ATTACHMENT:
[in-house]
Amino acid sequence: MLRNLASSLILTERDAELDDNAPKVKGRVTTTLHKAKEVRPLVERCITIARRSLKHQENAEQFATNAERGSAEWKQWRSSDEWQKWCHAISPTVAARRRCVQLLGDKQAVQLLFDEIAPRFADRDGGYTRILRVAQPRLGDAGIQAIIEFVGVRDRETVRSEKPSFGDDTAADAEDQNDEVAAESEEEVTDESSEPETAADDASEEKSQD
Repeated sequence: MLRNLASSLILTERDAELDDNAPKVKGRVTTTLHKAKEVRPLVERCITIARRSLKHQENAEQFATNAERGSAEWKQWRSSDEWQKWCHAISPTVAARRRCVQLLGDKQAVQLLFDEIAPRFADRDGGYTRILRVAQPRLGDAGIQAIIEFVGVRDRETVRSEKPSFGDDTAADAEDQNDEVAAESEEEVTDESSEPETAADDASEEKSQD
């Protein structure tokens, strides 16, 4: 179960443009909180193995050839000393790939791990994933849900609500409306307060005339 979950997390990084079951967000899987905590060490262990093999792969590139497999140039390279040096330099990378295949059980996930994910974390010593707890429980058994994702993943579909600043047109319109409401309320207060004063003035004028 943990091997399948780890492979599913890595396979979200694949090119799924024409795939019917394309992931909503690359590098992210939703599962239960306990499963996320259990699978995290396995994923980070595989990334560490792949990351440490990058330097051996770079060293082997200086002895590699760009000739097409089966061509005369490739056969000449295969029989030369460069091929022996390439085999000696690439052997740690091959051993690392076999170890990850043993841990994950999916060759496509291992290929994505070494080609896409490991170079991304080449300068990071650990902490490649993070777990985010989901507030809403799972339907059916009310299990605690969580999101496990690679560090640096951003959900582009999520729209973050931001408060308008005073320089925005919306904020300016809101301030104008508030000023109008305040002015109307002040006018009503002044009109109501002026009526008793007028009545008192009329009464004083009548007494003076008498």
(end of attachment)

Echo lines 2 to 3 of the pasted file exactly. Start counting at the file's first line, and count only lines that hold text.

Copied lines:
Amino acid sequence: MLRNLASSLILTERDAELDDNAPKVKGRVTTTLHKAKEVRPLVERCITIARRSLKHQENAEQFATNAERGSAEWKQWRSSDEWQKWCHAISPTVAARRRCVQLLGDKQAVQLLFDEIAPRFADRDGGYTRILRVAQPRLGDAGIQAIIEFVGVRDRETVRSEKPSFGDDTAADAEDQNDEVAAESEEEVTDESSEPETAADDASEEKSQD
Repeated sequence: MLRNLASSLILTERDAELDDNAPKVKGRVTTTLHKAKEVRPLVERCITIARRSLKHQENAEQFATNAERGSAEWKQWRSSDEWQKWCHAISPTVAARRRCVQLLGDKQAVQLLFDEIAPRFADRDGGYTRILRVAQPRLGDAGIQAIIEFVGVRDRETVRSEKPSFGDDTAADAEDQNDEVAAESEEEVTDESSEPETAADDASEEKSQD